Common Impact and Fidelity Investments Launch Tech Impact Day in Durham, North Carolina

One day, skills-based volunteer program provides technology support to North Carolina nonprofits
Jan 27, 2017 9:35 AM ET

Durham, January 27, 2017 /3BL Media/ -  Common Impact, a nonprofit that pioneered corporate skills-based volunteering is partnering with Fidelity Investments on its 2nd wide scale day of service designed to build the technical infrastructure and know-how of nonprofits in the Raleigh-Durham area.  Tech Impact Day will bring together 125 Fidelity technologists to design data, networking and web strategies for 14 local nonprofits, resulting in an anticipated investment of more than $100,000. 

“Nonprofits have very limited funding for the technology infrastructure that enables their programs to run and scale efficiently” shared Danielle Holly, Common Impact’s CEO.  “On average nonprofits spend less than 2% of their budget on critical business functions, such as technology.  Fidelity has realized the asset that their technologists represent for nonprofits in the area and are bringing them out in force.”

Fidelity Investments was an early adopter of skills-based volunteering, a model of volunteerism that is increasingly popular among companies with more than 50% of companies with established pro bono programming.[1]  “Fidelity has made a significant investment in North Carolina, and we have more than 2,000 technologists in the region,” stated Chris Melia, Fidelity’s SVP and regional co leader.  “Our employees recognize the transformative power of technology and are eager to user their knowledge and expertise to make a difference in the communities where they work and live.”

The Fidelity teams help provide the guidance on the technology landscape and frameworks that enable nonprofits to implement solutions that meet their requirements without unsustainable financial investment.  

Tech Impact Day is designed to not only build the infrastructure of these organizations, but also the talents of the Fidelity employees that participate.  Fidelity’s technology leaders view these initiatives as a way to hone the consulting, creative and client-facing skills that it needs to remain competitive in a marketplace that increasingly demands agility and adaptability.  “When our employees take on nonprofits as clients, they need to think creatively about how to solve challenges with limited resources and how to create multi-dimensional solutions that consider both the business and social impact. This approach empowers our employees to be creative, innovative and adaptable, which not only develops skills that are critical to the vitality of our firm, but also to the success of today’s technologists,” said Darrell Fernandes, Fidelity’s Head of IT Strategy and Planning.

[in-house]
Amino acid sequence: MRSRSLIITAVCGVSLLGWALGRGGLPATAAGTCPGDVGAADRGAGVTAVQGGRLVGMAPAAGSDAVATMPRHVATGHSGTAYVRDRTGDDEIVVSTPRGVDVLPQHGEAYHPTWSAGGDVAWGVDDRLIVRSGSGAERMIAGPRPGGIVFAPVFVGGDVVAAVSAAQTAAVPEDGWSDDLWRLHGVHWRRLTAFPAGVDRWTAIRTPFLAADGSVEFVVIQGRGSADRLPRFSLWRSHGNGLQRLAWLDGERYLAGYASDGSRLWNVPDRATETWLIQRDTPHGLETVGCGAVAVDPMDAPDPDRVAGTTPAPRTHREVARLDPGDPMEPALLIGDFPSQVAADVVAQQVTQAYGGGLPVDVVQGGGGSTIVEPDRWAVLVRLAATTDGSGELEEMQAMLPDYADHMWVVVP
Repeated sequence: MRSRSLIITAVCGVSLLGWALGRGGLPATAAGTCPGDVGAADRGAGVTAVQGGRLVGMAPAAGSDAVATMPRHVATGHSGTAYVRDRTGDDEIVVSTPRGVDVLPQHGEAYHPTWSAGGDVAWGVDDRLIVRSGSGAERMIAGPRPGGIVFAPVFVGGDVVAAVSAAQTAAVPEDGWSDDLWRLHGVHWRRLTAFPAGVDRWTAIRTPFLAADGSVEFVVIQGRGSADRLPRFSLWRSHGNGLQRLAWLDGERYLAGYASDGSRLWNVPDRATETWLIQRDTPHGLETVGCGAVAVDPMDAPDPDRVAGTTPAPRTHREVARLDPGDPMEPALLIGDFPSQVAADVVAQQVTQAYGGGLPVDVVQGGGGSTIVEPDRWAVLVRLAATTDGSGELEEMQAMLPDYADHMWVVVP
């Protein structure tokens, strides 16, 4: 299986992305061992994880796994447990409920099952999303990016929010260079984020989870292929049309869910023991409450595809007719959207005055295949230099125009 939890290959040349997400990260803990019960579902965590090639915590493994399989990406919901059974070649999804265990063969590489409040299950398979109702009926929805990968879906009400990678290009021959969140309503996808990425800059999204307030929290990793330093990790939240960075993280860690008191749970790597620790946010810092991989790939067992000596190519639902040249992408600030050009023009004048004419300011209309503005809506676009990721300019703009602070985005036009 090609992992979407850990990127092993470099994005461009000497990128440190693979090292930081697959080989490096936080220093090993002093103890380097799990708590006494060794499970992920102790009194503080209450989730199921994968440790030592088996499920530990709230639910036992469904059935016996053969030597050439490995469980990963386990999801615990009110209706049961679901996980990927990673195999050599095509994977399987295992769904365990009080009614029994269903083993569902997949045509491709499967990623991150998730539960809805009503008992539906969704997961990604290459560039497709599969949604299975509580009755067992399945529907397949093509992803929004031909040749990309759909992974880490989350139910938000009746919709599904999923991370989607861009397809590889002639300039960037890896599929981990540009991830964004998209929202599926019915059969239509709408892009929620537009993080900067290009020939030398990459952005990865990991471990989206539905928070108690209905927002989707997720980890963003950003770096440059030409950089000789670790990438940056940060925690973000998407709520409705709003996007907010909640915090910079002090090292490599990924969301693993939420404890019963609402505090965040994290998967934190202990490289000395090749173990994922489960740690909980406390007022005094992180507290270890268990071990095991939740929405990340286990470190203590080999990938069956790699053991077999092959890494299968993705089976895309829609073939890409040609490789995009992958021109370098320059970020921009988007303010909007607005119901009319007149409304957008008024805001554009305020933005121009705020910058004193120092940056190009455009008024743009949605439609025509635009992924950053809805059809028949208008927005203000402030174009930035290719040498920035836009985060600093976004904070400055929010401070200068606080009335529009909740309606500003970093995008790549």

This combination of direct nonprofit impact and employee talent development has driven the recent popularity of skills-based volunteering among companies. “Companies are starting to realize that their people are their most strategic philanthropic asset, and heeding the call of the millennial workforce that demands that companies move past a singular focus on the bottom line.  One of the most powerful social investments that a company can make is through pro bono programs that align employee skills to the nonprofit capacity building challenges they’re best positioned to address.”

Tech Impact Day is being held on Friday, January 27th at Fidelity’s 100 New Millennium Way, Durham location   Most visible time for the media are 9-10am and 2-3pm.

About Common Impact
Common Impact is a nationally-recognized nonprofit that works to build a society in which individuals and businesses invest their unique talents towards a shared purpose: strengthening the local communities in which we live and work. Founded in 2000, Common Impact has partnered with Fortune 500 companies and hundreds of the country’s leading nonprofit organizations to create this transformational change through skills-based volunteering. Learn more about Common Impact’s servicesimpact, and clients.

[1] CECP Giving in Numbers Report 2016